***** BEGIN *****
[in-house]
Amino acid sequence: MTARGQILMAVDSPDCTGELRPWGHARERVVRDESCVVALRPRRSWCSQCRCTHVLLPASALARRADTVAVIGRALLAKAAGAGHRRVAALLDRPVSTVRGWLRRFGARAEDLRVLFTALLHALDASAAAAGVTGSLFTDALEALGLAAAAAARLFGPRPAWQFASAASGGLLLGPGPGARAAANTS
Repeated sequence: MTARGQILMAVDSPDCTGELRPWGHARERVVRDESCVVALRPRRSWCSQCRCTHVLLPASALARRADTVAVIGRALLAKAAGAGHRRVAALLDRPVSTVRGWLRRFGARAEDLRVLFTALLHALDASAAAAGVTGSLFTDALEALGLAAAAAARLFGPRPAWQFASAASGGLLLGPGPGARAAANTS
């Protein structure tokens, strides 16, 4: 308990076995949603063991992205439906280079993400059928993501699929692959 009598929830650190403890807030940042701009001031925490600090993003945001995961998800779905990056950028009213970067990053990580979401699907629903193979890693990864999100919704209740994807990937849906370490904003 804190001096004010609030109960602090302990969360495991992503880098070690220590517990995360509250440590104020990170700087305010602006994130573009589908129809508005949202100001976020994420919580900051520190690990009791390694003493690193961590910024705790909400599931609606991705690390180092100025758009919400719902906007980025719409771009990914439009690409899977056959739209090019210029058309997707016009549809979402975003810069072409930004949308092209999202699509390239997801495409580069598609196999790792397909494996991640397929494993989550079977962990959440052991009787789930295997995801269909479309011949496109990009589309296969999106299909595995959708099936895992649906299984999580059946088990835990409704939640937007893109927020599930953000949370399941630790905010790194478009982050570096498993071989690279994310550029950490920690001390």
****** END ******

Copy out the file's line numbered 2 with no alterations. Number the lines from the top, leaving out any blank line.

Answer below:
Amino acid sequence: MTARGQILMAVDSPDCTGELRPWGHARERVVRDESCVVALRPRRSWCSQCRCTHVLLPASALARRADTVAVIGRALLAKAAGAGHRRVAALLDRPVSTVRGWLRRFGARAEDLRVLFTALLHALDASAAAAGVTGSLFTDALEALGLAAAAAARLFGPRPAWQFASAASGGLLLGPGPGARAAANTS